Well do I remember my father bringing home a grey hardcover book about Israel with a bunch of smiling kids on the cover and attempting to make me read it.
Me, the kid who reads everything. I was about 13 or so at the time. And yet I could not get through this book.
I tried, in order to please him. But I could not. It was absolutely impossible. That's because the book was deeply boring, exceedingly uninteresting. There was nothing to capture the imagination, nothing to allow me to visualize the growth of the State. And from that point onward, my illiteracy about the State of Israel grew.
Oh, I vaguely knew that there was this man named Theodor Herzl who was somewhat important, and Chaim Weizmann figured into things somewhere, and I had read enough of the Rav's works to know his view on Zionism, but I really didn't understand how this had all happened, how the rise to create a Jewish state began, how one event followed the next.
And then came an amazing book entitled Homeland: The Illustrated History of the State of Israel.
This is a book published by Nachshon Press in 2007. It is good. By this, I mean really, really good, like fantastically good, like I read-the-whole-book-in-one-sitting-and-did-not-move-from-the-chair good. And I now have an excellent working knowledge of how one event followed the next and how the state of Israel was formed. I could not give it higher praise if I tried.
To begin with, the book starts all the way back at the beginning of the Creation of the World, then follows the biblical account of how the land of Israel was given to Abraham, and works from there all the way up to a modern-day version of how the State of Israel was created. The style is that of a professor speaking to students, so that relevant questions are "asked" by students and "answered" by the professor. The book is exceedingly objective, citing facts where possible, and different versions of events when necessary. To top it all off, both the author and illustrator were exceedingly familiar with Medrish, which comes through in the exquisite, bright and fascinating drawings (which you can see if you click the link!) The book is easy-to-read because it is written almost in comic style, with the bright, lifelike pictures attracting most of the attention and the comic font adding relevant details. The best part about this book is how well it puts everything in order; all the stories flow from one another. There were so many places where I thought, "Oh, that's how it fits together," while reading this.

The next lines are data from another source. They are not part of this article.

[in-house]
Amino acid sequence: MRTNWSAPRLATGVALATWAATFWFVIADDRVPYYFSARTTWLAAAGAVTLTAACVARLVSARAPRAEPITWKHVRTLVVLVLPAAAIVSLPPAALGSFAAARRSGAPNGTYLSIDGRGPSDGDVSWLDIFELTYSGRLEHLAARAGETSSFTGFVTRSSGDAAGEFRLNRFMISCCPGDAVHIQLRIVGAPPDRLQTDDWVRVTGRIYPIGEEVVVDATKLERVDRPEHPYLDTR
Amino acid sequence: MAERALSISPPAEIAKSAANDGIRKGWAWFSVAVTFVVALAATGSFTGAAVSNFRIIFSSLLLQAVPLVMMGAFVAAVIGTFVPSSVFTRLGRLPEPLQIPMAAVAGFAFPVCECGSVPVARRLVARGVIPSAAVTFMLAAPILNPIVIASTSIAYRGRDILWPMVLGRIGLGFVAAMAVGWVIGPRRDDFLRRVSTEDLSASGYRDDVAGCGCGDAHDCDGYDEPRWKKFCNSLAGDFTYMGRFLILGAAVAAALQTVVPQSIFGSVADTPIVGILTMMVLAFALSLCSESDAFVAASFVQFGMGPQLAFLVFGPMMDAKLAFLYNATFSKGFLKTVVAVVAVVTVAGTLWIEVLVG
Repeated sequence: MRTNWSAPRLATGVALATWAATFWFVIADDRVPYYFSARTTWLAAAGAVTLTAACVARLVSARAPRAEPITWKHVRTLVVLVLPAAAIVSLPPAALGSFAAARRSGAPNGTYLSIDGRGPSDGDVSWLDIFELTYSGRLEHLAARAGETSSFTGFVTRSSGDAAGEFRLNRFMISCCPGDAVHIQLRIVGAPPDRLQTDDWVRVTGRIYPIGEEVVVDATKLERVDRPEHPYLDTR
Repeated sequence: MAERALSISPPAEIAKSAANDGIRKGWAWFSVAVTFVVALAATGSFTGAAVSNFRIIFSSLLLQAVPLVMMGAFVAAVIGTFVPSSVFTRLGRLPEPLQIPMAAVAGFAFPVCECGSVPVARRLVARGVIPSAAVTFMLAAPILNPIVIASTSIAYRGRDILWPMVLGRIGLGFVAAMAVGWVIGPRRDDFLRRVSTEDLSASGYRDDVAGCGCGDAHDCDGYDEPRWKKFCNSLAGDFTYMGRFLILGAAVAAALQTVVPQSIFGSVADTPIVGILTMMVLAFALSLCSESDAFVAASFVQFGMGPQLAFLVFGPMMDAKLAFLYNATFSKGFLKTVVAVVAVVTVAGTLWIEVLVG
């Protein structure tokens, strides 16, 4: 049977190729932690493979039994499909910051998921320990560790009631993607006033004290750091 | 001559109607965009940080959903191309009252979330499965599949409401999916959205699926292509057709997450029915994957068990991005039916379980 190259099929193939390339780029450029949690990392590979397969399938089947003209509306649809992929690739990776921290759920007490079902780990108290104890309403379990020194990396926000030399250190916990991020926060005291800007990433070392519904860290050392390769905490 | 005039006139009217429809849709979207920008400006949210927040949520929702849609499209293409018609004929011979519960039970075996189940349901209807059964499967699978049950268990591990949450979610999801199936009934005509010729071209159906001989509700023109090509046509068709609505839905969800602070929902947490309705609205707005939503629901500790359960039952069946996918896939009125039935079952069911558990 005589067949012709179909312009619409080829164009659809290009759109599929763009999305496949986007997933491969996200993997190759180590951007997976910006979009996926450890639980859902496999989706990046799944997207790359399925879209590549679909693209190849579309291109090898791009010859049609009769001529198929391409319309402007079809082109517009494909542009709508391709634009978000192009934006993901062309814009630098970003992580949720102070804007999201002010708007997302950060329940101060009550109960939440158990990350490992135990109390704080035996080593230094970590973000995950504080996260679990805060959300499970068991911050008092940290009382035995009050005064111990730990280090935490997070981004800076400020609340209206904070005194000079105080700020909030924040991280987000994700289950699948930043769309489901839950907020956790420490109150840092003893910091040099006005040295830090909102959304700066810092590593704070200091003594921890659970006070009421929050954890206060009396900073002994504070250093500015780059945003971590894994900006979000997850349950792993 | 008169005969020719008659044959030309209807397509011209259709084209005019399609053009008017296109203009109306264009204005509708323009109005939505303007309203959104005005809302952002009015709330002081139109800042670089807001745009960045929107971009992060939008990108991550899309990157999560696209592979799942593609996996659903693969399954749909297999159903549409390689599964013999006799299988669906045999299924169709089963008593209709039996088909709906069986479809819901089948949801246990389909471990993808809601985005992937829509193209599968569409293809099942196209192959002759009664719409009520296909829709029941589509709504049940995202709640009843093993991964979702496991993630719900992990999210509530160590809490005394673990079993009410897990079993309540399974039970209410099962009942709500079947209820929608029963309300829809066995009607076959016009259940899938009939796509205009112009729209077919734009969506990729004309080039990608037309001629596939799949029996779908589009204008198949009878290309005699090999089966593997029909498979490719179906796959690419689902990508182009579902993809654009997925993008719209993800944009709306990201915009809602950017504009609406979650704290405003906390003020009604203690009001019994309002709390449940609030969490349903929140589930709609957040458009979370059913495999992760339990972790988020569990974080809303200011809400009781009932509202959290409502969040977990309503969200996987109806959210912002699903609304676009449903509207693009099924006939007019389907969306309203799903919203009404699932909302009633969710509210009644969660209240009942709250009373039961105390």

To give you an idea of how clear and easy this book makes things, let me produce for you their explanation of the different forms of Zionism on page 40, something which finally clarified terms for me.
RELIGIOUS ZIONISM: Although some traditional Jews oppose Zionism, rabbis are also among the movement's early activists. In 1834, Rabbi Yehuda Alkalai argues that a Jewish return to the land would help bring the Messiah. In 1862, Rabbi Zvi-Hirsch Kalischer writes Seeking Zion suggesting similar ideas.
SOCIALIST ZIONISM: Moses Hess publishes Rome and Jerusalem in 1862. A colleague of Marx, Hess is persuaded by Jew-hatred in Germany to embrace the concept of a Jewish state. Like him, many Zionist leaders want to fuse living in Palestine with socialist ideals.
CULTURAL ZIONISM: Some hope to revitalize Palestine as a center of Jewish culture. Ahad Ha'Am (One of the People), the pen name of Asher Ginzberg (B. 1856), along with H.N. Bialik (B. 1873), the great Hebrew poet, represent this effort to create a new national Jewish life.
LABOR ZIONISM: A.D. Gordon (B. 1856) promotes Hebrew labor, the idea that working the land will transform the Jewish people. Gordon thinks of a relationship with nature in spiritual terms. When Jews rebuild the land, the land rebuilds the Jews.
POLITICAL ZIONISM: In 1881, Leon Pinsker, an assimilated Russian Jew, is alarmed by the outbreak of pogroms, officially sanctioned violent attacks against Jews. He calls for Jewish self-emancipation. A similar story begins at the 1894 trial of Alfred Dreyfus, a French-Jewish army captain falsely accused of spying for Germany. Theodor Herzl covers the trial as an Austrian Journalist. Shocked at the animosity the trial provokes against Jews, he begins to campaign intensively for a Jewish territory.
Another amazing example of how well this book was made is the fact that when the illustrator drew Moshe on Mount Nebo looking out onto the land, he drew the faint outline of skyscrapers, as Israel is in modern-day society. This is obviously taken from the Midrash that Moshe saw far into the future and knew all that Israel would become.
This Yom Ha'Atzmaut, if you are looking for an avenue of educating your children (or if you are looking to educate yourself), purchase a copy of Homeland. It is probably one of the best books you will ever read in your life.